The two EUDG letters received by Cavanaugh indicated DIRECTV was willing to forego litigation if he agreed within two weeks to: (1) surrender any signal theft devices in his possession, (2) execute a written statement that he would not take part in further unauthorized reception of DIRECTV's programming; and (3) pay a non-negotiable amount in settlement. According to Cavanaugh, EUDG instructed its investigators to demand payment of $3,500 per individual regardless of the facts or circumstances of each case. Cavanaugh also alleges DIRECTV utilized this settlement "strategy" to force individuals to subscribe to lengthy subscription packages as a condition for settlement.


Federal Rule of Civil Procedure 56(c) authorizes the Court to grant summary judgment "if the pleadings, depositions, answers to interrogatories and admissions on file, together with the affidavits, if any, show that there is no genuine issue as to any material fact and that the moving party is entitled to a judgment as a matter of law." There is no genuine issue of material fact if there is no factual dispute that could affect the legal outcome on the issue. Anderson v. Liberty Lobby, Inc., 477 U.S. 242, 248-49, 106 S.Ct. 2505, 91 L.Ed.2d 202 (1986). In other words, the movant must show he would prevail on the issue even if all factual disputes are conceded to the non-movant. Matsushita Elec. Indus. Co. v. Zenith Radio Corp., 475 U.S. 574, 587, 106 S.Ct. 1348, 89 L.Ed.2d 538 (1986).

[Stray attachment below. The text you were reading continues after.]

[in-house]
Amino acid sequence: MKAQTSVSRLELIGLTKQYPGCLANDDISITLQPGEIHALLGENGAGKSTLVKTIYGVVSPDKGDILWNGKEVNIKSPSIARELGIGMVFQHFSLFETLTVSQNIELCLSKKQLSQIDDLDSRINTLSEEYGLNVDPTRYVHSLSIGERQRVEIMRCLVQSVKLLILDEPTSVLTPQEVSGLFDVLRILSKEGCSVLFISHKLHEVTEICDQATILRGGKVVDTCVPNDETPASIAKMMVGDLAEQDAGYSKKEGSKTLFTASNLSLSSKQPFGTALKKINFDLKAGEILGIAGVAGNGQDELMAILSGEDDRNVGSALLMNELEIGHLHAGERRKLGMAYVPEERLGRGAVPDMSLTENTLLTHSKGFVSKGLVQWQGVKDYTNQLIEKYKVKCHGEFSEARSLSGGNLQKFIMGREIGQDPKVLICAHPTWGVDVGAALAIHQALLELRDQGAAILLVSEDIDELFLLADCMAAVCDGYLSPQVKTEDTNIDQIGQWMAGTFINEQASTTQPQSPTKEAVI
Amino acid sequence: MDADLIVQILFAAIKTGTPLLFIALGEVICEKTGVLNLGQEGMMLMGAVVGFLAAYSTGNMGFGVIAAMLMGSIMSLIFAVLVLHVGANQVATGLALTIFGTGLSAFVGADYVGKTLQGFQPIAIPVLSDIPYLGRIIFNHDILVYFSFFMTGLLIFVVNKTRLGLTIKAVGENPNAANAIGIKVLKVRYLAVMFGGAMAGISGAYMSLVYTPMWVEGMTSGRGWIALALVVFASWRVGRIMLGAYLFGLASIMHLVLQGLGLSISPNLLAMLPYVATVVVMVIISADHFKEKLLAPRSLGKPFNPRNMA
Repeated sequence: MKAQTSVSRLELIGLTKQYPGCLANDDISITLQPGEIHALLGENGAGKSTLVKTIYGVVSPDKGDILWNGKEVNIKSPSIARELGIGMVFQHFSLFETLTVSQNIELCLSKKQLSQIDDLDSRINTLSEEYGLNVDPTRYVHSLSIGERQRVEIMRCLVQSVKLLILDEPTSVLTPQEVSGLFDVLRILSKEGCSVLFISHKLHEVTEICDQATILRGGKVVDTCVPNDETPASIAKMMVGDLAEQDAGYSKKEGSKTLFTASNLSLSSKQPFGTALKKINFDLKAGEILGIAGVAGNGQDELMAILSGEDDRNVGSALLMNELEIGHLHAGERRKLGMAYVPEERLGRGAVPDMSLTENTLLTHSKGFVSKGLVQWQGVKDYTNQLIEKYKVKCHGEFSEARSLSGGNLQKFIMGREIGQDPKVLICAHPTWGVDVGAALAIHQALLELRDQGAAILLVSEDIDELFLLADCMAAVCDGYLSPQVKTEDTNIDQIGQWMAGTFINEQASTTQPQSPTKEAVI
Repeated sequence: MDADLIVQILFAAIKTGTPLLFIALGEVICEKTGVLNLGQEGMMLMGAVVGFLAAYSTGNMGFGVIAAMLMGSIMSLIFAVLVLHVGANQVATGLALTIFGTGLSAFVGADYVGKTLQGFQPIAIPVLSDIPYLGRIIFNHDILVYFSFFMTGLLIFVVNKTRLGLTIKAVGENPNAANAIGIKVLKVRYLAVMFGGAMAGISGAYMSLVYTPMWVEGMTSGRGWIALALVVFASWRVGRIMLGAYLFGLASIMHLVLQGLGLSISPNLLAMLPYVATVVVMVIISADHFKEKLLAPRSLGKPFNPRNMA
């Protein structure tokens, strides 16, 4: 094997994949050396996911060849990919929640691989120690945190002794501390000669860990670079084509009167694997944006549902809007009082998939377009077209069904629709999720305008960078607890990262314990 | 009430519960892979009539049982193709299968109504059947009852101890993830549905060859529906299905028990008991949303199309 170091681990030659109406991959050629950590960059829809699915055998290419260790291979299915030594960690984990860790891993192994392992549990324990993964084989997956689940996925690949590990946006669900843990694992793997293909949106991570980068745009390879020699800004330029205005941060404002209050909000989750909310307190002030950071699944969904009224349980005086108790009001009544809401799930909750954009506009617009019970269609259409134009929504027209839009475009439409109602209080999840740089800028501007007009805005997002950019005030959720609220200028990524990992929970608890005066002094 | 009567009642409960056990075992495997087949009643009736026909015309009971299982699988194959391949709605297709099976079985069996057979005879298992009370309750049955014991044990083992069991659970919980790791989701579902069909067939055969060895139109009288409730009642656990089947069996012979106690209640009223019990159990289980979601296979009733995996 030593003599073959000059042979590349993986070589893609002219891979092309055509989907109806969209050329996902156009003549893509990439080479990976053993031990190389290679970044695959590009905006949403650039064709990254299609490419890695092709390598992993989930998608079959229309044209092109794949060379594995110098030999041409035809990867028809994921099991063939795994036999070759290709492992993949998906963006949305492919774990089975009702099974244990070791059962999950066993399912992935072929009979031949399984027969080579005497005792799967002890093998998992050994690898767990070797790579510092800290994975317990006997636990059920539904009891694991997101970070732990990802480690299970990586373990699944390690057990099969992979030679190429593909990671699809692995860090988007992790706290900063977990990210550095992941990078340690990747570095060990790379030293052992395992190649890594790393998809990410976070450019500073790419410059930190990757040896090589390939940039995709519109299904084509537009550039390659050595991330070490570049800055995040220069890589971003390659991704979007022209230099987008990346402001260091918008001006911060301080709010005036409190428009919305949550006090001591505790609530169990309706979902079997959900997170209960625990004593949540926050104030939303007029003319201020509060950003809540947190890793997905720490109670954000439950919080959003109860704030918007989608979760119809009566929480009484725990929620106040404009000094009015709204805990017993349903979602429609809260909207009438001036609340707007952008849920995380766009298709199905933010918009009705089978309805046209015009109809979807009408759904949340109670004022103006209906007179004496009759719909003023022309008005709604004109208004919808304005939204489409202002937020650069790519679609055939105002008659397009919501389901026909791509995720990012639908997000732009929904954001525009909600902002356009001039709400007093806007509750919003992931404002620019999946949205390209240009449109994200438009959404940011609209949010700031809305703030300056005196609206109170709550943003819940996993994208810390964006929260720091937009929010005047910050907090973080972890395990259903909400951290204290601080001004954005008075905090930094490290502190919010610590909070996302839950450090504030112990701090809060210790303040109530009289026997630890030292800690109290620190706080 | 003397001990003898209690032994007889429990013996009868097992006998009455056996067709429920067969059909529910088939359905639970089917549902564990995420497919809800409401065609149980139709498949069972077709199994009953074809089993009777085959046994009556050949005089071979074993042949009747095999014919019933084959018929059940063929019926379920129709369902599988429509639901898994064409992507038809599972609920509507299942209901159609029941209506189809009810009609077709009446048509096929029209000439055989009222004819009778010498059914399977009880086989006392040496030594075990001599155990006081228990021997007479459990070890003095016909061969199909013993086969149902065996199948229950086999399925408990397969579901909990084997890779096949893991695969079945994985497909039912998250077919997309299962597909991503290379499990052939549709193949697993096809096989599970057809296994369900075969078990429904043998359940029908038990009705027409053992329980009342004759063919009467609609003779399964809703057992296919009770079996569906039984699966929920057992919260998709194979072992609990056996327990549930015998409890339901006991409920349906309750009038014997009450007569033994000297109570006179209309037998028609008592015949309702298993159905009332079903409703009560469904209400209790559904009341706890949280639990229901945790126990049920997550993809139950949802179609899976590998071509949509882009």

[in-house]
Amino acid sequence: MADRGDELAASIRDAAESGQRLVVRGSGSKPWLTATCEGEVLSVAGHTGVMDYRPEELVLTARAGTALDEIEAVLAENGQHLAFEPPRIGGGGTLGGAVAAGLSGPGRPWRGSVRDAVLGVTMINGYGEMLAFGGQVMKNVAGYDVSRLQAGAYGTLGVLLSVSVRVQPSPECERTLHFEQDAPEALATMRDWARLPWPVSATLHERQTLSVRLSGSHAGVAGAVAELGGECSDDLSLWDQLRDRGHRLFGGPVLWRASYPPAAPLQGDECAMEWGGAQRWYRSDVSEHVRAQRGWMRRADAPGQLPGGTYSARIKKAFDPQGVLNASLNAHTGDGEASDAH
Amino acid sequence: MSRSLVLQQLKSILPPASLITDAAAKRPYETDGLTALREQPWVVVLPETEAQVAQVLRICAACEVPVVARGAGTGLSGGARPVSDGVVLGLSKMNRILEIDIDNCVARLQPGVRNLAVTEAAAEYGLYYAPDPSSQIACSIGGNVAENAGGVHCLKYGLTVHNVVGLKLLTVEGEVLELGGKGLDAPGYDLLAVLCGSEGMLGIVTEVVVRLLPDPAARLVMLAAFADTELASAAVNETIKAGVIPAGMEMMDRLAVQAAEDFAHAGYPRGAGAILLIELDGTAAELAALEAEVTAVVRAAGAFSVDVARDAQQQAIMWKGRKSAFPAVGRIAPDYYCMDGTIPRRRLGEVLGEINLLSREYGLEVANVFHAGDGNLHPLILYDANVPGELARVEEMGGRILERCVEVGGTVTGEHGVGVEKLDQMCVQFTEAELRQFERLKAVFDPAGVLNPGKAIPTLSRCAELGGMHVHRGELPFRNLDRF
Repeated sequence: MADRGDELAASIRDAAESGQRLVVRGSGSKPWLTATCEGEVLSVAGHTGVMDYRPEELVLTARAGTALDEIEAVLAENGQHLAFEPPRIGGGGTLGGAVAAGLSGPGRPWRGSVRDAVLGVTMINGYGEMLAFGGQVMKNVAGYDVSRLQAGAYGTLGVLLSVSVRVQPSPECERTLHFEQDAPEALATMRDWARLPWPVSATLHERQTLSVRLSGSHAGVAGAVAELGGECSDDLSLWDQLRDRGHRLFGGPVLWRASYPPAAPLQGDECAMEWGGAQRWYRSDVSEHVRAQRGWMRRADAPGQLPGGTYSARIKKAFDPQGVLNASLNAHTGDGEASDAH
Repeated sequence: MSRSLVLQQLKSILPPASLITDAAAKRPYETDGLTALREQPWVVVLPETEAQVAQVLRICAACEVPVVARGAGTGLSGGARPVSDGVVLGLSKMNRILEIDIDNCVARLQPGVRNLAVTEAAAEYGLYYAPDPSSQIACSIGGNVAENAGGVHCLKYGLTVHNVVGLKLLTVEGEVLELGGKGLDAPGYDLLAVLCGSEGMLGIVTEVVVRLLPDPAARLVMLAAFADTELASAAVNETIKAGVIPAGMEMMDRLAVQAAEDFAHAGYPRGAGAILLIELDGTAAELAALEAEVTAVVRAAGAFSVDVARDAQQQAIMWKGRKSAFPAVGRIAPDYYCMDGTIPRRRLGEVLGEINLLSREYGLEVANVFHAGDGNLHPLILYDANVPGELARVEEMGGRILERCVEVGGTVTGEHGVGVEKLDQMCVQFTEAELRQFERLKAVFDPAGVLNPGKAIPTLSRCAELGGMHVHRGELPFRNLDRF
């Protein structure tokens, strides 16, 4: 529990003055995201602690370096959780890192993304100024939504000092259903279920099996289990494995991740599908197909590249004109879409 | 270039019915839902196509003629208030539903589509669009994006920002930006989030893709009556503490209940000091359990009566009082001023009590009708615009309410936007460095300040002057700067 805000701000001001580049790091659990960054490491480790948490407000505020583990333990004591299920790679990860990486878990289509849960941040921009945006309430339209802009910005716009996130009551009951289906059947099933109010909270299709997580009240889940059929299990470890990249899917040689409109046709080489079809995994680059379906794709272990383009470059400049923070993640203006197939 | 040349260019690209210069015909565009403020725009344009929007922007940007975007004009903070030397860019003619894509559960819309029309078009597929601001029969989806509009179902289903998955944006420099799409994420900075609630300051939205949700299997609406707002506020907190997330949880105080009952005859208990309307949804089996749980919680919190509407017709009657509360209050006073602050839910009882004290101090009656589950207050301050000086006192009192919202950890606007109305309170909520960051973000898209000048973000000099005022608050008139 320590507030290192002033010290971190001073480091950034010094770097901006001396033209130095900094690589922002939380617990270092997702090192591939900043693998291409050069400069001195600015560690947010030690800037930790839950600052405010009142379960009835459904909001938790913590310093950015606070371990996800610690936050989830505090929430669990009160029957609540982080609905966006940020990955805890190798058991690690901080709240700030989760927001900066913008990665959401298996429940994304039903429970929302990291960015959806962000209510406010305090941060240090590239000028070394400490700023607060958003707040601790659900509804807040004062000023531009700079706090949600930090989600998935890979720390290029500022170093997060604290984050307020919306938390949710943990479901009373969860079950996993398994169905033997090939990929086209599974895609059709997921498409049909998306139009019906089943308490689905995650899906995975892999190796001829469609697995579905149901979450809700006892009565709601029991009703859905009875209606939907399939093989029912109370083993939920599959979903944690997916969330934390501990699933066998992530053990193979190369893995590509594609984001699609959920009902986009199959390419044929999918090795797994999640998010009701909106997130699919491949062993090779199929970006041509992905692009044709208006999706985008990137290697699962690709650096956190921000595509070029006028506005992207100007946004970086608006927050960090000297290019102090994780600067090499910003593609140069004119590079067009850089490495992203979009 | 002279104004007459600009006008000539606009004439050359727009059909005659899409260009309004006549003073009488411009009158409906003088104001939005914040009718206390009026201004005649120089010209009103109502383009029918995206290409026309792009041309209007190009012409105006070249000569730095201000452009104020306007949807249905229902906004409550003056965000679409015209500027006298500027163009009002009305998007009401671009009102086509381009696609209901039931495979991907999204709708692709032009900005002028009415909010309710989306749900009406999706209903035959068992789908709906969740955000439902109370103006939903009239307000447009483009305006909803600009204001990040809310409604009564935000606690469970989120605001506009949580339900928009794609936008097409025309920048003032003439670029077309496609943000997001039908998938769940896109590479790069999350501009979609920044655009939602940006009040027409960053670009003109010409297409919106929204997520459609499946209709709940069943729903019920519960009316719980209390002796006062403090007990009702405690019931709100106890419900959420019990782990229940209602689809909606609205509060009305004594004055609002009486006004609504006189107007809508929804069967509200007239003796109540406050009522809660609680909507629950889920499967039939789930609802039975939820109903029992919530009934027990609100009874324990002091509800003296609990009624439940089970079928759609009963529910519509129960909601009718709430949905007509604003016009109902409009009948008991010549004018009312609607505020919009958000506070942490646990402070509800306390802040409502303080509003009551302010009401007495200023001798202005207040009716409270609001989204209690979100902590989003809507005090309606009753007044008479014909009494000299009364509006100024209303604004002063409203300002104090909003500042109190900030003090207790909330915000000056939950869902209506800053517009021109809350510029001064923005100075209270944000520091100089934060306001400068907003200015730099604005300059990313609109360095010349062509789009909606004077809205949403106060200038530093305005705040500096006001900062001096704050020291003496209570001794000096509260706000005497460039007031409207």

Cavanaugh requests the Court to find, as a matter of law, that he cannot be held liable for violating the Electronic Communications Privacy Act ("ECPA"), because the relevant provisions of the statute, 18 U.S.C. § 2511 and 18 U.S.C. § 2512, are criminal in nature and do not authorize a civil remedy. In addition, Cavanaugh contends he is entitled to summary judgment on all of DIRECTV's claims because DIRECTV has failed to present any direct evidence that he intercepted DIRECTV's satellite programming using the piracy device as required by the ECPA.

A. The Electronics Communications Privacy Act Claims

Cavanaugh first challenges DIRECTV's ability to bring a civil suit under 18 U.S.C. §§ 2511 and 2512. Cavanaugh argues these provisions are criminal in nature and do not provide for a civil remedy. Together with § 2520, § 2511 provides for liability when satellite signals are actually intercepted. Section 2512, in contrast, penalizes the mere possession of signal theft devices that have been sent through interstate commerce. Therefore, allowing a private cause of action under § 2512 would considerably broaden the civil enforcement scope of the ECPA, as it would entitle companies like DIRECTV to relief based on mere possession of signal theft devices.

18 U.S.C. § 2511(1)(a) reads:

[A]ny person who. .. intentionally intercepts, endeavors to intercept, or procures any other person to intercept or endeavor to intercept, any wire, oral or electronic communication ... shall be...subject to suit...

(emphasis added).

18 U.S.C. § 2512(1)(b) provides, in pertinent part:

[A]ny person who intentionally ... manufactures, assembles, possesses, or sells any ... device, knowing or having reason to know that the design of such device renders it primarily useful for the purpose of the surreptitious interception of ... electronic communications, and that such device ... has been or will be sent through the mail or transported in interstate ... commerce ... shall be fined under this title or imprisoned not more than five years, or both.